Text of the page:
This article grapples with my endeavour to guide teacher education students to think critically about environmental issues and action. While students repeatedly claim my efforts helped them to think critically, my interviews with them about environmental issues and practices cause me to doubt their claims of burgeoning critical engagement. This article demonstrates the fraught nature of critical pedagogy and my inability to create a climate in which guidance in the field of Outdoor and Environmental Education might come to be doubted. Drawing from a larger longitudinal study of the formation of environmental ethics among tertiary Outdoor and Environmental Education students, in this article I examine the experience of one student to critique my pedagogical practice and also to consider how this has provoked a revision of my own approach to teaching in this field. In the final section, I highlight the importance in teacher education more broadly of providing space for guidance to be doubted and opportunity for students to self-stylise and create their own responses to current issues.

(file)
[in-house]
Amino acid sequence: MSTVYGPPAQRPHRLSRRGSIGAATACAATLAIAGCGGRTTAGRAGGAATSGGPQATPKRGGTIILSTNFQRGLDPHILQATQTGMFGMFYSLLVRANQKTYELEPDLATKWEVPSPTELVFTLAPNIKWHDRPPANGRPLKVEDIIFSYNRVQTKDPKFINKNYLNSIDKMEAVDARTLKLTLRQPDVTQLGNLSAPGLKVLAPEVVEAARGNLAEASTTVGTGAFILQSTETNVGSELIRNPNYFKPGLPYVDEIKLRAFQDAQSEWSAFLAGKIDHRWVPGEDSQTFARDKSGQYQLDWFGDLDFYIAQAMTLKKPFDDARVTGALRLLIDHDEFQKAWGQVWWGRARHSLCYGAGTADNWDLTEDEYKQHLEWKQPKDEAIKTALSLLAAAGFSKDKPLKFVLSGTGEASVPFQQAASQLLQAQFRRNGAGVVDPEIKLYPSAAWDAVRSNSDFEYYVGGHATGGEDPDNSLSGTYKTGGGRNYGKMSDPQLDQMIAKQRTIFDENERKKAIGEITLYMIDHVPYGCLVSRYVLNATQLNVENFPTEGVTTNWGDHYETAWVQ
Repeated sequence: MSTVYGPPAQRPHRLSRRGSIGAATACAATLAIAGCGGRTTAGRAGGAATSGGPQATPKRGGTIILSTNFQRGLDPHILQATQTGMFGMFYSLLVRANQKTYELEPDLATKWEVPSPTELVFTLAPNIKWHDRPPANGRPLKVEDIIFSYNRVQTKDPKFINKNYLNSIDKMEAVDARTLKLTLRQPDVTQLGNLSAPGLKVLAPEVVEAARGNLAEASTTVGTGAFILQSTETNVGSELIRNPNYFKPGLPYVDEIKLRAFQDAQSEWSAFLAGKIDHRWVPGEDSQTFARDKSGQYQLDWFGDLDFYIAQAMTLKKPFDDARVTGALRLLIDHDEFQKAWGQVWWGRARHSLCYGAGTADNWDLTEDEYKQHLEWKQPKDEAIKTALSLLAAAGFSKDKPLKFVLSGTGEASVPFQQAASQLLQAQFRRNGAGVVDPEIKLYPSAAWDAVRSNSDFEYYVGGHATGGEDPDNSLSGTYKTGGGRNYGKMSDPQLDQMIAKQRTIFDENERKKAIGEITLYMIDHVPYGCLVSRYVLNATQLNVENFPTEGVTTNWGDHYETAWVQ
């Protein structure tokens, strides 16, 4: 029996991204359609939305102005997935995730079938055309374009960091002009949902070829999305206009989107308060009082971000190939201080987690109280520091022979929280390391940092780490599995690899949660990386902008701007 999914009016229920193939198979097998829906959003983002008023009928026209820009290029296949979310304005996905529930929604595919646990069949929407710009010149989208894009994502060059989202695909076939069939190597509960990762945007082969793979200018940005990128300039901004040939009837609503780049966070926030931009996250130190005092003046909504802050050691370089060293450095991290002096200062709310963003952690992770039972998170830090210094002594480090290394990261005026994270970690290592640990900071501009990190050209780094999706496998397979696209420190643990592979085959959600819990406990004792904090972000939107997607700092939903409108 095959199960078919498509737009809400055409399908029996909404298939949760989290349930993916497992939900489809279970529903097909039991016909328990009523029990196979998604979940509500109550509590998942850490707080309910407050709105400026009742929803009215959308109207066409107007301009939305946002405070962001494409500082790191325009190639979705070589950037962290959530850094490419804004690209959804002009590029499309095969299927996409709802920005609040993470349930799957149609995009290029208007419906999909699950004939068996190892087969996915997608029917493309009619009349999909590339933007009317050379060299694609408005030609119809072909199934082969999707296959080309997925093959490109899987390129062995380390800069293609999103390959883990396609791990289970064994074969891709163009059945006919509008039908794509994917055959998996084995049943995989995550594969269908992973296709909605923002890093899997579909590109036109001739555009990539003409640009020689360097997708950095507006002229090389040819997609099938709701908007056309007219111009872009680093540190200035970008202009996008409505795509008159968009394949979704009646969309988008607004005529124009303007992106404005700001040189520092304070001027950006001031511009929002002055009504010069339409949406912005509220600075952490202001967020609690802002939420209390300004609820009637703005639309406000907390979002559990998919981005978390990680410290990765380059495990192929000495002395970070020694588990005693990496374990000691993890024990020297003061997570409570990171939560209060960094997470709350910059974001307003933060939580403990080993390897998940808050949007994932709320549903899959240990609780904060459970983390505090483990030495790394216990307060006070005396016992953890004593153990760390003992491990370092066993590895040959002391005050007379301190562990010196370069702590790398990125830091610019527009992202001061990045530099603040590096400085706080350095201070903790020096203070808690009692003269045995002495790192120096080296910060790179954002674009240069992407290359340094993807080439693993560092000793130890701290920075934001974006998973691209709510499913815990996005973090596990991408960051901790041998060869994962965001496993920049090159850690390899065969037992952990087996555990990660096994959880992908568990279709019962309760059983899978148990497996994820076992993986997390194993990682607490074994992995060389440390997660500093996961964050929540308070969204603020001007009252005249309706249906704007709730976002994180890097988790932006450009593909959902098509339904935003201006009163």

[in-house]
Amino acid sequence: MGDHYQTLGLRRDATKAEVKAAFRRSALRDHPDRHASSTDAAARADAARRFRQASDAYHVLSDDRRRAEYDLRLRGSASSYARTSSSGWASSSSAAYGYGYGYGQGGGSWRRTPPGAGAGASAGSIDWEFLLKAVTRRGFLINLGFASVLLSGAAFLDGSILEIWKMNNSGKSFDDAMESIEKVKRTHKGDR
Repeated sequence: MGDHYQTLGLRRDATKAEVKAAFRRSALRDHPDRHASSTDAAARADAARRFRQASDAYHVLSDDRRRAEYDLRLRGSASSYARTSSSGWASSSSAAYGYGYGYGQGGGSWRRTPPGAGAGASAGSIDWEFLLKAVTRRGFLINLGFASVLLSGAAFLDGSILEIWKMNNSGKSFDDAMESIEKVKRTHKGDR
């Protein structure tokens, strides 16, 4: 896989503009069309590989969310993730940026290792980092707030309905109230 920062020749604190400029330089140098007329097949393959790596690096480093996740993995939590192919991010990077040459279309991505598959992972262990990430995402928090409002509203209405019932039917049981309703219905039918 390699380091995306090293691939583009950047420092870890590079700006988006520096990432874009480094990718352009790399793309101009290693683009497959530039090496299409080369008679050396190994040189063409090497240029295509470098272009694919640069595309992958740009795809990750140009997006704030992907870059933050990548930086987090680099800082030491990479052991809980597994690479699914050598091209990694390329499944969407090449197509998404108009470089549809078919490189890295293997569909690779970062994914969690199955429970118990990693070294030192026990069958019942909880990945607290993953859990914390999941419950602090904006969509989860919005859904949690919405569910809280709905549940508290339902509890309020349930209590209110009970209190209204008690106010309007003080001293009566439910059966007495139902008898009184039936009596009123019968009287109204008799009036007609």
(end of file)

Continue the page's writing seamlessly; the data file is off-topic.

Field of Research
130299 Curriculum and Pedagogy not elsewhere classified
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